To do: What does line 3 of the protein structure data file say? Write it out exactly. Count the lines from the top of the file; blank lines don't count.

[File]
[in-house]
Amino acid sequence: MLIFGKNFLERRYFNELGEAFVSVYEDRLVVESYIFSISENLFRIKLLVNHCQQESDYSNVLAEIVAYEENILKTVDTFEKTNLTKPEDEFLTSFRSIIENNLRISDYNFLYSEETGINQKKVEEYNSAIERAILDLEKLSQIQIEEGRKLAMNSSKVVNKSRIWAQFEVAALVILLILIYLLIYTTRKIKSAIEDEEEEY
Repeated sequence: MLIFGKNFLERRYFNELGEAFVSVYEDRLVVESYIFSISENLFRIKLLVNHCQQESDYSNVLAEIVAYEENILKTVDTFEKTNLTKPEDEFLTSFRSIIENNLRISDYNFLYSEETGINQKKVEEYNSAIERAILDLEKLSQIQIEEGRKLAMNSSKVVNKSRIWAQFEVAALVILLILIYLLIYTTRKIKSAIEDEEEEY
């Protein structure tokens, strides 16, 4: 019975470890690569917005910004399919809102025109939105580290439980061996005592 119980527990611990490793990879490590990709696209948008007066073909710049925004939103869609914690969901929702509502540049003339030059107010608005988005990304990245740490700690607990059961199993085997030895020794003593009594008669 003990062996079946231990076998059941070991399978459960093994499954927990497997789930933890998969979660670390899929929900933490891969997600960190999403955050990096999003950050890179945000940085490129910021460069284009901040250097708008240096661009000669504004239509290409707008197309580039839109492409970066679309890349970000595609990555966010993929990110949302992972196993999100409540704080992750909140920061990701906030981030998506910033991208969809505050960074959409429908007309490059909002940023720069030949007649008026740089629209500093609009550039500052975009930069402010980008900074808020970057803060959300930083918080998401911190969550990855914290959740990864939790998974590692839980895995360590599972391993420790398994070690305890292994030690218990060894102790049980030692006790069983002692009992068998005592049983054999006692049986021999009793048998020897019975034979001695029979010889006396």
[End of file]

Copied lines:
Repeated sequence: MLIFGKNFLERRYFNELGEAFVSVYEDRLVVESYIFSISENLFRIKLLVNHCQQESDYSNVLAEIVAYEENILKTVDTFEKTNLTKPEDEFLTSFRSIIENNLRISDYNFLYSEETGINQKKVEEYNSAIERAILDLEKLSQIQIEEGRKLAMNSSKVVNKSRIWAQFEVAALVILLILIYLLIYTTRKIKSAIEDEEEEY